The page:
Qualcomm becomes Imagination Technologies licensee
12/14/2011 2:28 PM EST
MOUNTAIN VIEW, Calif--Qualcomm Inc. has become a new Imagination Technologies licensee, along with MStar, Ricoh and Rockchip, joining existing partners like Sony, Intel, Mediatek, Renesas, Samsung, Sigma and Realtek.
Imagination Technologies confirmed that Qualcomm was licensing the display IP from its PowerVR portfolio.
Several months back, Wall Street pundits were speculating that Qualcomm might be readying itself to make an investment in Imagination’s GPU solution for use with Windows 8 devices.
Qualcomm has its own mobile graphics unit, and Adreno GPUs, purchased from AMD several years ago, but has been slow to integrate the offering in any meaningful way. Analysts posited that Qualcomm could invest in Imagination’s Rogue technology instead, in order to better capitalize on Windows 8 momentum, while continuing to work on its own graphics at a slower pace.
Imagination’s Rogue graphics supports a higher class of DX than Adreno, which only supports DX9, a technology soon to be two generations old.
While DX9 will work on Windows 8, it’s widely felt that users would have a better visual experience on devices supporting a higher class of DX, like Rogue which purports to support from DirectX 10 up to DirectX 11.
Imagination is one of very few companies that has the experience of delivering DirectX for SoCs, encompasses both 3D graphics capabilities and a variety of video playback features.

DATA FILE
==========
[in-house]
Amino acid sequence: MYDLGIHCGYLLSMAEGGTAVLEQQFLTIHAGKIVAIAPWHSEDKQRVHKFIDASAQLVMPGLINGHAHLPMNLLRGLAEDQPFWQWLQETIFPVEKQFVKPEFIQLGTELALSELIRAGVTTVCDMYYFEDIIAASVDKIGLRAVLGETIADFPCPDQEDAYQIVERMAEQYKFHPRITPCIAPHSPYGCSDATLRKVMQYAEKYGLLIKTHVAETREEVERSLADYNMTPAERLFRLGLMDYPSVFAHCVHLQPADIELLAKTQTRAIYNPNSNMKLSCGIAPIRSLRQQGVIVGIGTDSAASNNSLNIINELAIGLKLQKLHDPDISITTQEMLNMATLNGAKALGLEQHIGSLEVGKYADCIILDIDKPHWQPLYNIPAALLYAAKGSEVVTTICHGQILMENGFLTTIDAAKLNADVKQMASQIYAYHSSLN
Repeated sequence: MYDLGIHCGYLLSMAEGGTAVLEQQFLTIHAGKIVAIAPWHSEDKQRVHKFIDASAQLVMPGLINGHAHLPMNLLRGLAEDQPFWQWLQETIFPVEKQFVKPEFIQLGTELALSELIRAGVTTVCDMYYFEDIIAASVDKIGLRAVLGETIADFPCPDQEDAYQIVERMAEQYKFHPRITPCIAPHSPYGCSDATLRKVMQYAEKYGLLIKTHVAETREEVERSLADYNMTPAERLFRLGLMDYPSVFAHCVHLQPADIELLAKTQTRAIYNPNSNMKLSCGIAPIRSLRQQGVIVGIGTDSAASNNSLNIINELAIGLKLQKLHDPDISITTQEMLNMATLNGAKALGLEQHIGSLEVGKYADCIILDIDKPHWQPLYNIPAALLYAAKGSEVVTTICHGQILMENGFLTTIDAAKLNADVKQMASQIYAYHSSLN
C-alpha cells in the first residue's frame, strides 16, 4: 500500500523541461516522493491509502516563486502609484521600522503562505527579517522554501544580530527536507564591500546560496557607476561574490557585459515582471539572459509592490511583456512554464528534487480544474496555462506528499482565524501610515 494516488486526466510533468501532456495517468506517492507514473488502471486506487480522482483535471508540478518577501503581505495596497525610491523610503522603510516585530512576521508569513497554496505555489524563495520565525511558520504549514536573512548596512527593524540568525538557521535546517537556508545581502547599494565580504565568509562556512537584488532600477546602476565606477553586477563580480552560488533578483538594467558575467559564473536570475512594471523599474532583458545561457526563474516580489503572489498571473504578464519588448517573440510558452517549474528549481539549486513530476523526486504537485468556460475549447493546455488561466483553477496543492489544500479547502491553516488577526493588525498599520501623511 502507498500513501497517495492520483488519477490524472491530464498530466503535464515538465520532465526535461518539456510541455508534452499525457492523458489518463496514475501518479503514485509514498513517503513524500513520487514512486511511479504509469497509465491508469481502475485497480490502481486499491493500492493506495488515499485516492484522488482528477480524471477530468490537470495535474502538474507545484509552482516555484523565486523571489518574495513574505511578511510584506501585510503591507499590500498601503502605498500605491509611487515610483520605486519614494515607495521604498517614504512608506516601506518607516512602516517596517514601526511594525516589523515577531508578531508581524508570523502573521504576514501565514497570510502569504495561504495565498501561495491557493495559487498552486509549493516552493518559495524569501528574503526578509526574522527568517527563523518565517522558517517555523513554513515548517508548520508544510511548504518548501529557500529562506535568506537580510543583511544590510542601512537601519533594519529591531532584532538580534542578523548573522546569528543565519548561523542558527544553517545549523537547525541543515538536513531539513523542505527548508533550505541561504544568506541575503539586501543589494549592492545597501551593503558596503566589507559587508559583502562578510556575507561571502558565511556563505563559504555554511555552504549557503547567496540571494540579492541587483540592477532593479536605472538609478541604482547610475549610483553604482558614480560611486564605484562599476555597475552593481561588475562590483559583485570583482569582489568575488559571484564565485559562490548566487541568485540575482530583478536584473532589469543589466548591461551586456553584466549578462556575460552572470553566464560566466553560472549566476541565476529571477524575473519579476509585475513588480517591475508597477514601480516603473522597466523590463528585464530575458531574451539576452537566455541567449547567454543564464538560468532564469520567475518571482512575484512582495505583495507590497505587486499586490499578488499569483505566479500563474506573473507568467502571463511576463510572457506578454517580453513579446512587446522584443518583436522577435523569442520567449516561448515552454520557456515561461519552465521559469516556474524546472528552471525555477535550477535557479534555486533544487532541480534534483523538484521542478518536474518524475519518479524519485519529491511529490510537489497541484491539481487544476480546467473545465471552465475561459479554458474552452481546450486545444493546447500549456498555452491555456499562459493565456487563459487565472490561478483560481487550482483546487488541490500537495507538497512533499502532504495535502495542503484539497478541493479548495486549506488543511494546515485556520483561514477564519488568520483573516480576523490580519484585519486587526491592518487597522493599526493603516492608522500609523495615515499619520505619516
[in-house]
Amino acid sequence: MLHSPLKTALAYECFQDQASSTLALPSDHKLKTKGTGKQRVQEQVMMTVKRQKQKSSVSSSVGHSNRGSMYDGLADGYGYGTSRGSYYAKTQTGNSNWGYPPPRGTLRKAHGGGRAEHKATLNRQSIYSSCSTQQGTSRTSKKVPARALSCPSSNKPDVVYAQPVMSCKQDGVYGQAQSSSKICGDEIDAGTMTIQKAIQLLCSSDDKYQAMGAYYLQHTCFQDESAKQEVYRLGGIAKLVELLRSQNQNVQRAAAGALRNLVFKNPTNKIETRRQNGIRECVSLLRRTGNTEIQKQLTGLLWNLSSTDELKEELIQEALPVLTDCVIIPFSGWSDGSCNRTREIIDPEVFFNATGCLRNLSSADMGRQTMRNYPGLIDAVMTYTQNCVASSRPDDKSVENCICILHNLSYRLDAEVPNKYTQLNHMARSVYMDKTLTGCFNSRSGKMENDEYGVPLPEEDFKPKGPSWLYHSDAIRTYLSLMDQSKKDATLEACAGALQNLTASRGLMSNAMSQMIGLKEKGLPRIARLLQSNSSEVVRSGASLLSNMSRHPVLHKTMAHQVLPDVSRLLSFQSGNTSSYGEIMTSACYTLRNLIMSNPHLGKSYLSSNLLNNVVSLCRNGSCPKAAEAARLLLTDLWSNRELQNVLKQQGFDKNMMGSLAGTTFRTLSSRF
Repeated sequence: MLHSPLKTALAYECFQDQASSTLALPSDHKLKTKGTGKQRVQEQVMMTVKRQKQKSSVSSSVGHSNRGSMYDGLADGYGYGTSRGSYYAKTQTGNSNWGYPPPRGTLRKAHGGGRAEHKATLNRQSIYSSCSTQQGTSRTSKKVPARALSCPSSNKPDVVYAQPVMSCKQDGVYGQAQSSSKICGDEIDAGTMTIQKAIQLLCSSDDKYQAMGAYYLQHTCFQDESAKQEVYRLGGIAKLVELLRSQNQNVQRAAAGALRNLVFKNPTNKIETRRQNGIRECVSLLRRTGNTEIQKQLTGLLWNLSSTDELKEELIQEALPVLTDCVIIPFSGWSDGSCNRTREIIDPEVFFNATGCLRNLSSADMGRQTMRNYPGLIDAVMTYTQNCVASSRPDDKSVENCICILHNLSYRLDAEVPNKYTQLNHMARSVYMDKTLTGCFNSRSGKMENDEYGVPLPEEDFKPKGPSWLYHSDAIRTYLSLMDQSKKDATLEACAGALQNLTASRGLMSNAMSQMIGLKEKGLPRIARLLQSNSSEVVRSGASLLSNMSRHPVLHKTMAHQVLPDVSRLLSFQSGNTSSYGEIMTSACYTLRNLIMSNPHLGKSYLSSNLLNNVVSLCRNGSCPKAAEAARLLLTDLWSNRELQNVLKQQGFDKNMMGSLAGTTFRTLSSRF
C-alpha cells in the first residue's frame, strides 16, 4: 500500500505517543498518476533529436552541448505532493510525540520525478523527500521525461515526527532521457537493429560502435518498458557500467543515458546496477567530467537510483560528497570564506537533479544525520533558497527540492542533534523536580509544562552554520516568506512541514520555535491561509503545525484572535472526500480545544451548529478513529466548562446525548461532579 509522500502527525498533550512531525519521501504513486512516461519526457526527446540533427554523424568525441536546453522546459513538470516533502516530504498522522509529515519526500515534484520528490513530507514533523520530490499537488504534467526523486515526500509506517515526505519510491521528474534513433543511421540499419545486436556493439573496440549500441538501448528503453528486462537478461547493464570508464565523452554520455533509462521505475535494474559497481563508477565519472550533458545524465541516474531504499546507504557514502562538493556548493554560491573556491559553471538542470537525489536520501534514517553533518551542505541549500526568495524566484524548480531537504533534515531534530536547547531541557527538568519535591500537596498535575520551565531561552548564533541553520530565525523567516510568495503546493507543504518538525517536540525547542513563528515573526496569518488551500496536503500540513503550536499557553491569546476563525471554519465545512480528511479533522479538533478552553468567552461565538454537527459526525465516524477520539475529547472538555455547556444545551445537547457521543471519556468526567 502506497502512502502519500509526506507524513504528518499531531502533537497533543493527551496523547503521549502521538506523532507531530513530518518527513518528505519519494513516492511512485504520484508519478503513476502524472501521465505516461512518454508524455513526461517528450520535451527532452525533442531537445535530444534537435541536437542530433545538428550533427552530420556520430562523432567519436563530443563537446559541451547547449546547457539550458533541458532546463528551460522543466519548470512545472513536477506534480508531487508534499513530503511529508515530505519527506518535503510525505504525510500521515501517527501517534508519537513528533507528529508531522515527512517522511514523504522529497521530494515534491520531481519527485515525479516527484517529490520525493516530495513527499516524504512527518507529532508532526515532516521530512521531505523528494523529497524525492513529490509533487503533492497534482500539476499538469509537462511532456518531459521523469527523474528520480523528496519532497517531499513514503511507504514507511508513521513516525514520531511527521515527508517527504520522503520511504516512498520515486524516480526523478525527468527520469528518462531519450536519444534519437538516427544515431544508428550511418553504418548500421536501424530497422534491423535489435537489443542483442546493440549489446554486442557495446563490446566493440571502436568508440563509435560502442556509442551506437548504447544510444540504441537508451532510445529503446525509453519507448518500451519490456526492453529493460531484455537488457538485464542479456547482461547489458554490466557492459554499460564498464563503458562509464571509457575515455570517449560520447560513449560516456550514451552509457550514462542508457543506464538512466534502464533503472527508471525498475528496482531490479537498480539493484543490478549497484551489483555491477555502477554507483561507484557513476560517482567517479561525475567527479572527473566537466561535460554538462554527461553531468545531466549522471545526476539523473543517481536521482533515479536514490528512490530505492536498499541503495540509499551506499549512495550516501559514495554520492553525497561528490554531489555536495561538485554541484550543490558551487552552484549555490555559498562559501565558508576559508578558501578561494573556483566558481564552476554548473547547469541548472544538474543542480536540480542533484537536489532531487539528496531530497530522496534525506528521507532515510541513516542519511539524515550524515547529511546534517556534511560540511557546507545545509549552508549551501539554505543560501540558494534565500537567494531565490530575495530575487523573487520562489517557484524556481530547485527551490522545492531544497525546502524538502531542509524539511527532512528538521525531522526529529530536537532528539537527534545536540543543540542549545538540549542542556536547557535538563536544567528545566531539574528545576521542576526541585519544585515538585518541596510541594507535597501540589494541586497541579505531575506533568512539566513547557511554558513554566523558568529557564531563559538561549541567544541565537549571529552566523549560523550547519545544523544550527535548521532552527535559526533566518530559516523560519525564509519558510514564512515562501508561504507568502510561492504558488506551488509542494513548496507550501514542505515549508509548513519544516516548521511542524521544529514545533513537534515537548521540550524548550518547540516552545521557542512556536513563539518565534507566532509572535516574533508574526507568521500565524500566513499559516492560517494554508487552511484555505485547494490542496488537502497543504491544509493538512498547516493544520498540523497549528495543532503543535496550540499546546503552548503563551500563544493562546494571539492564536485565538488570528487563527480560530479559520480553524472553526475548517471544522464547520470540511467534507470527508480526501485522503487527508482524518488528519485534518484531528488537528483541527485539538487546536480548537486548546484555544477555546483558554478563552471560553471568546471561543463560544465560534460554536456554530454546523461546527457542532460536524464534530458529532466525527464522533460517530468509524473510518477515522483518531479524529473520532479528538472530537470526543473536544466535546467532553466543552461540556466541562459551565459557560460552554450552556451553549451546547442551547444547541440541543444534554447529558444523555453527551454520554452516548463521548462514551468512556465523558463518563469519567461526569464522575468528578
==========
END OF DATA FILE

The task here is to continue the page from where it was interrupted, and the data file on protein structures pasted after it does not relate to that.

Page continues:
Qualcomm rival Texas Instruments is already licensing Imagination’s PowerVR core for future OMAP system-on-a-chip products to use with Windows 8, and Nvidia supports DX11 on its Tegra chips, meaning that Qualcomm desperately needs to up its graphical game in order to stay at the front of the mobile processing pack.
If Qualcomm were to license Imagination’s graphics technology, it would also mean that the British firm’s GPU would become the most widely adopted graphics offering for Windows 8 devices. It would also be a blow to ARM, which has been trying to license its Mali graphics IP to partners, with little success.
Currently, however, there is no solid indication that Qualcomm will be taking its license any further than simply display IP, though an Imagination spokesman said his firm now had “high hopes.”
“We really like them as a customer, we’re delighted to have Qualcomm’s business and hope it leads to something more. At least they’re a customer now,” he said.